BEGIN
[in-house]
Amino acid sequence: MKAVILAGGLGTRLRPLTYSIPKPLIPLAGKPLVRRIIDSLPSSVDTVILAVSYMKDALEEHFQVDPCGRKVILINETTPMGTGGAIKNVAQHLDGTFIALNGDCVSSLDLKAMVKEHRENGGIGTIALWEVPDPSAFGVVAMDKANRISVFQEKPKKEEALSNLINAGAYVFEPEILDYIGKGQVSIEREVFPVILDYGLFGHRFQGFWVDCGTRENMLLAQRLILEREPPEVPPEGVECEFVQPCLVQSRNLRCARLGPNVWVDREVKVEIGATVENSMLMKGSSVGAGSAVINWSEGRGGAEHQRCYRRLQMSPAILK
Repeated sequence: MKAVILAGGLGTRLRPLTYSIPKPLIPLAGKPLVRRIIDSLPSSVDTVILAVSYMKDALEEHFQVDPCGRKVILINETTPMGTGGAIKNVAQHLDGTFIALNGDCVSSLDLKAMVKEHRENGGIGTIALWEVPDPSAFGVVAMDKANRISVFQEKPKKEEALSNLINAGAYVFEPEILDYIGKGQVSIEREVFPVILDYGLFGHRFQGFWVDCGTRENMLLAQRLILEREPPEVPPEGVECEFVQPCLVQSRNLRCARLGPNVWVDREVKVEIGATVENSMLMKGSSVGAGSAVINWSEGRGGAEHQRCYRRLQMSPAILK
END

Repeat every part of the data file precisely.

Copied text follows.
[in-house]
Amino acid sequence: MKAVILAGGLGTRLRPLTYSIPKPLIPLAGKPLVRRIIDSLPSSVDTVILAVSYMKDALEEHFQVDPCGRKVILINETTPMGTGGAIKNVAQHLDGTFIALNGDCVSSLDLKAMVKEHRENGGIGTIALWEVPDPSAFGVVAMDKANRISVFQEKPKKEEALSNLINAGAYVFEPEILDYIGKGQVSIEREVFPVILDYGLFGHRFQGFWVDCGTRENMLLAQRLILEREPPEVPPEGVECEFVQPCLVQSRNLRCARLGPNVWVDREVKVEIGATVENSMLMKGSSVGAGSAVINWSEGRGGAEHQRCYRRLQMSPAILK
Repeated sequence: MKAVILAGGLGTRLRPLTYSIPKPLIPLAGKPLVRRIIDSLPSSVDTVILAVSYMKDALEEHFQVDPCGRKVILINETTPMGTGGAIKNVAQHLDGTFIALNGDCVSSLDLKAMVKEHRENGGIGTIALWEVPDPSAFGVVAMDKANRISVFQEKPKKEEALSNLINAGAYVFEPEILDYIGKGQVSIEREVFPVILDYGLFGHRFQGFWVDCGTRENMLLAQRLILEREPPEVPPEGVECEFVQPCLVQSRNLRCARLGPNVWVDREVKVEIGATVENSMLMKGSSVGAGSAVINWSEGRGGAEHQRCYRRLQMSPAILK